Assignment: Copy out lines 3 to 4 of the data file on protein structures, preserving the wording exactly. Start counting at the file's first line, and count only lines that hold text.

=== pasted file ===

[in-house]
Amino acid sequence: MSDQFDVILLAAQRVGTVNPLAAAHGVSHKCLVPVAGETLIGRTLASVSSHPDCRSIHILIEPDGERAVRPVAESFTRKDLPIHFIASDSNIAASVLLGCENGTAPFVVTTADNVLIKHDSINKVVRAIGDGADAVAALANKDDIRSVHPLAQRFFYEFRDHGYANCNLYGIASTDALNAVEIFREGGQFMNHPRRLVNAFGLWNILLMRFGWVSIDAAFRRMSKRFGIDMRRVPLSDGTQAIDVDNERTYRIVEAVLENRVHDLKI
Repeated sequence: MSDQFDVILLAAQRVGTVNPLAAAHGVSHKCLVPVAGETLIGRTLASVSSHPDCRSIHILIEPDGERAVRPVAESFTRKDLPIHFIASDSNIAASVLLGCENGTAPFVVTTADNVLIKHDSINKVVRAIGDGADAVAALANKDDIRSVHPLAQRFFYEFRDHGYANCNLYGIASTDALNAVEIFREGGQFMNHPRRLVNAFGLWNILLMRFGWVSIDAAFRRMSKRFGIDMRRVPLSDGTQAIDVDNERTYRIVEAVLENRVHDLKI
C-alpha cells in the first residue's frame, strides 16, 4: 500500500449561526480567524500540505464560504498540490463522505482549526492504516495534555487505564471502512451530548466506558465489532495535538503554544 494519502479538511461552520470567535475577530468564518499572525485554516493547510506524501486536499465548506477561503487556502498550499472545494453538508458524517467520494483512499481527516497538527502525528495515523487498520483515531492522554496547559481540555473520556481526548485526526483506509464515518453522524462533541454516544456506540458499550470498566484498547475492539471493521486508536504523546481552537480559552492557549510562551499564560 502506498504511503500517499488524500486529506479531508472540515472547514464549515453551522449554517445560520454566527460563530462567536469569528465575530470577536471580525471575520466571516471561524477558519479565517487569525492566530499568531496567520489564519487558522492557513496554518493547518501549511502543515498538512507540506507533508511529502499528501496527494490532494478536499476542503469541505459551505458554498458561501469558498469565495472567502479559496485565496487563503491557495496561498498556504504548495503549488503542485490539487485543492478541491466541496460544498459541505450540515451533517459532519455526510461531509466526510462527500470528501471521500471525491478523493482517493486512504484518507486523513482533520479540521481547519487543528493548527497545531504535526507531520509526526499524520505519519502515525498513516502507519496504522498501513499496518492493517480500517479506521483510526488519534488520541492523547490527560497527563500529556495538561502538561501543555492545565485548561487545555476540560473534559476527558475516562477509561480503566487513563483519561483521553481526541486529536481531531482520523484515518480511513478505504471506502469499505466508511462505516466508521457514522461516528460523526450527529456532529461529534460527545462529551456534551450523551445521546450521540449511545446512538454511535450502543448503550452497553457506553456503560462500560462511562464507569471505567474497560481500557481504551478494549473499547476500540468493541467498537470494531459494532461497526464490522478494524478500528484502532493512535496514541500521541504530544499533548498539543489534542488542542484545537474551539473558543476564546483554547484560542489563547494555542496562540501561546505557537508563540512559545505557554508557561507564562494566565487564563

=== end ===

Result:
Repeated sequence: MSDQFDVILLAAQRVGTVNPLAAAHGVSHKCLVPVAGETLIGRTLASVSSHPDCRSIHILIEPDGERAVRPVAESFTRKDLPIHFIASDSNIAASVLLGCENGTAPFVVTTADNVLIKHDSINKVVRAIGDGADAVAALANKDDIRSVHPLAQRFFYEFRDHGYANCNLYGIASTDALNAVEIFREGGQFMNHPRRLVNAFGLWNILLMRFGWVSIDAAFRRMSKRFGIDMRRVPLSDGTQAIDVDNERTYRIVEAVLENRVHDLKI
C-alpha cells in the first residue's frame, strides 16, 4: 500500500449561526480567524500540505464560504498540490463522505482549526492504516495534555487505564471502512451530548466506558465489532495535538503554544 494519502479538511461552520470567535475577530468564518499572525485554516493547510506524501486536499465548506477561503487556502498550499472545494453538508458524517467520494483512499481527516497538527502525528495515523487498520483515531492522554496547559481540555473520556481526548485526526483506509464515518453522524462533541454516544456506540458499550470498566484498547475492539471493521486508536504523546481552537480559552492557549510562551499564560 502506498504511503500517499488524500486529506479531508472540515472547514464549515453551522449554517445560520454566527460563530462567536469569528465575530470577536471580525471575520466571516471561524477558519479565517487569525492566530499568531496567520489564519487558522492557513496554518493547518501549511502543515498538512507540506507533508511529502499528501496527494490532494478536499476542503469541505459551505458554498458561501469558498469565495472567502479559496485565496487563503491557495496561498498556504504548495503549488503542485490539487485543492478541491466541496460544498459541505450540515451533517459532519455526510461531509466526510462527500470528501471521500471525491478523493482517493486512504484518507486523513482533520479540521481547519487543528493548527497545531504535526507531520509526526499524520505519519502515525498513516502507519496504522498501513499496518492493517480500517479506521483510526488519534488520541492523547490527560497527563500529556495538561502538561501543555492545565485548561487545555476540560473534559476527558475516562477509561480503566487513563483519561483521553481526541486529536481531531482520523484515518480511513478505504471506502469499505466508511462505516466508521457514522461516528460523526450527529456532529461529534460527545462529551456534551450523551445521546450521540449511545446512538454511535450502543448503550452497553457506553456503560462500560462511562464507569471505567474497560481500557481504551478494549473499547476500540468493541467498537470494531459494532461497526464490522478494524478500528484502532493512535496514541500521541504530544499533548498539543489534542488542542484545537474551539473558543476564546483554547484560542489563547494555542496562540501561546505557537508563540512559545505557554508557561507564562494566565487564563